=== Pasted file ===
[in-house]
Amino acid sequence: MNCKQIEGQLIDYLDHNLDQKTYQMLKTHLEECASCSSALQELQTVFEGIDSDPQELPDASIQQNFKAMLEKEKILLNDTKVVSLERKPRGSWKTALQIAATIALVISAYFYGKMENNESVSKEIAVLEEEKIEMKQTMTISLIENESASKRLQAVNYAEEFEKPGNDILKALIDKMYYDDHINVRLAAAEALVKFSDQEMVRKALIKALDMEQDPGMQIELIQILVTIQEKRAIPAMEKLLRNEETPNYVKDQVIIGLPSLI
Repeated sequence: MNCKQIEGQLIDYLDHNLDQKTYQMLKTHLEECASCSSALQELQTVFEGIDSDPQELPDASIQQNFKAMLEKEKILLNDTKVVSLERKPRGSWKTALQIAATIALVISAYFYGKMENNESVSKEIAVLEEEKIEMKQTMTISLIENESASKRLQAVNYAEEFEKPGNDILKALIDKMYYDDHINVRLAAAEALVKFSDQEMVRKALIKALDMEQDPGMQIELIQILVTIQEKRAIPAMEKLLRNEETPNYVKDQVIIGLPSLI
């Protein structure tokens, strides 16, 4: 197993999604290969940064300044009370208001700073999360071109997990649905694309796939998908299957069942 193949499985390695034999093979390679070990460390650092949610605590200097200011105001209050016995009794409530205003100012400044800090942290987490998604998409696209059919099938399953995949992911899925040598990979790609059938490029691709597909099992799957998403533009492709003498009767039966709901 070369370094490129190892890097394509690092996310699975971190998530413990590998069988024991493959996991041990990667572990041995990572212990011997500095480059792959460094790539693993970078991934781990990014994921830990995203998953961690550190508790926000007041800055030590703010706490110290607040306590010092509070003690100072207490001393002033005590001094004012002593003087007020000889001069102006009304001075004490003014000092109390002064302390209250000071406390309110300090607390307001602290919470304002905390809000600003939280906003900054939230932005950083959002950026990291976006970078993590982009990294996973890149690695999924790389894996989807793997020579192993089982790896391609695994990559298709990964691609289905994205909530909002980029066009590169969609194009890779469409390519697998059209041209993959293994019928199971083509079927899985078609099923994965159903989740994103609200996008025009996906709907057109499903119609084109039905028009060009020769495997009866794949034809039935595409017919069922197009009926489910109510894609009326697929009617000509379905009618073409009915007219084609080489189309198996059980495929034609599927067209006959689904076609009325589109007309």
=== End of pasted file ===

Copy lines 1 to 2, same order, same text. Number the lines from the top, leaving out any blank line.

[in-house]
Amino acid sequence: MNCKQIEGQLIDYLDHNLDQKTYQMLKTHLEECASCSSALQELQTVFEGIDSDPQELPDASIQQNFKAMLEKEKILLNDTKVVSLERKPRGSWKTALQIAATIALVISAYFYGKMENNESVSKEIAVLEEEKIEMKQTMTISLIENESASKRLQAVNYAEEFEKPGNDILKALIDKMYYDDHINVRLAAAEALVKFSDQEMVRKALIKALDMEQDPGMQIELIQILVTIQEKRAIPAMEKLLRNEETPNYVKDQVIIGLPSLI